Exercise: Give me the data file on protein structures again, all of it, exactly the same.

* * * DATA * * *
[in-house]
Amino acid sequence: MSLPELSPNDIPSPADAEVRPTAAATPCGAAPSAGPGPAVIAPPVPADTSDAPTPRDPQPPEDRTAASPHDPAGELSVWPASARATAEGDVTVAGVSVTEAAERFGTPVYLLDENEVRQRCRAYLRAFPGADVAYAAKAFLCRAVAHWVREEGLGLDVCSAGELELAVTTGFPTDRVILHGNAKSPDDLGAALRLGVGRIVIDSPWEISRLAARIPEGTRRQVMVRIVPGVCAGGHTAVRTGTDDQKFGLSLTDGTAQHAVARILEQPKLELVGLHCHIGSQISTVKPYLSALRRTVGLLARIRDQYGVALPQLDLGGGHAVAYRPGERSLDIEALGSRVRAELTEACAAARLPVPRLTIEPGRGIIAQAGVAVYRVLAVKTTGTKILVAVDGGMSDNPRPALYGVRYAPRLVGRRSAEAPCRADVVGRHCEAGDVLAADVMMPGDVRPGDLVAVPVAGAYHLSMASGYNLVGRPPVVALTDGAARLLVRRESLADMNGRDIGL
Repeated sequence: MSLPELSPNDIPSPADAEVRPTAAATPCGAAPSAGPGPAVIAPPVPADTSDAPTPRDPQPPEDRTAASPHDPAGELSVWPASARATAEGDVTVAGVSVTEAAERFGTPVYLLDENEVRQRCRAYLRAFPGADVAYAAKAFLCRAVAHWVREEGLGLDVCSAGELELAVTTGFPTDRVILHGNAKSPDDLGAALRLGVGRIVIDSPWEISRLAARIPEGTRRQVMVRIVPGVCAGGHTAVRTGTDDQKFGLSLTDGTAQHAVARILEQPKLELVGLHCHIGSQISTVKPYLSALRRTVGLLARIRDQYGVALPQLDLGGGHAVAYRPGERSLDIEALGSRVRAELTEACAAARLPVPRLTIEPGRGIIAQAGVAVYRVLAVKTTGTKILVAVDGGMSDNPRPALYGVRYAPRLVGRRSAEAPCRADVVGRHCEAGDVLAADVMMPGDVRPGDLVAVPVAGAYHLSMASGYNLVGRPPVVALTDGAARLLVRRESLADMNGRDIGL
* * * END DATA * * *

[in-house]
Amino acid sequence: MSLPELSPNDIPSPADAEVRPTAAATPCGAAPSAGPGPAVIAPPVPADTSDAPTPRDPQPPEDRTAASPHDPAGELSVWPASARATAEGDVTVAGVSVTEAAERFGTPVYLLDENEVRQRCRAYLRAFPGADVAYAAKAFLCRAVAHWVREEGLGLDVCSAGELELAVTTGFPTDRVILHGNAKSPDDLGAALRLGVGRIVIDSPWEISRLAARIPEGTRRQVMVRIVPGVCAGGHTAVRTGTDDQKFGLSLTDGTAQHAVARILEQPKLELVGLHCHIGSQISTVKPYLSALRRTVGLLARIRDQYGVALPQLDLGGGHAVAYRPGERSLDIEALGSRVRAELTEACAAARLPVPRLTIEPGRGIIAQAGVAVYRVLAVKTTGTKILVAVDGGMSDNPRPALYGVRYAPRLVGRRSAEAPCRADVVGRHCEAGDVLAADVMMPGDVRPGDLVAVPVAGAYHLSMASGYNLVGRPPVVALTDGAARLLVRRESLADMNGRDIGL
Repeated sequence: MSLPELSPNDIPSPADAEVRPTAAATPCGAAPSAGPGPAVIAPPVPADTSDAPTPRDPQPPEDRTAASPHDPAGELSVWPASARATAEGDVTVAGVSVTEAAERFGTPVYLLDENEVRQRCRAYLRAFPGADVAYAAKAFLCRAVAHWVREEGLGLDVCSAGELELAVTTGFPTDRVILHGNAKSPDDLGAALRLGVGRIVIDSPWEISRLAARIPEGTRRQVMVRIVPGVCAGGHTAVRTGTDDQKFGLSLTDGTAQHAVARILEQPKLELVGLHCHIGSQISTVKPYLSALRRTVGLLARIRDQYGVALPQLDLGGGHAVAYRPGERSLDIEALGSRVRAELTEACAAARLPVPRLTIEPGRGIIAQAGVAVYRVLAVKTTGTKILVAVDGGMSDNPRPALYGVRYAPRLVGRRSAEAPCRADVVGRHCEAGDVLAADVMMPGDVRPGDLVAVPVAGAYHLSMASGYNLVGRPPVVALTDGAARLLVRRESLADMNGRDIGL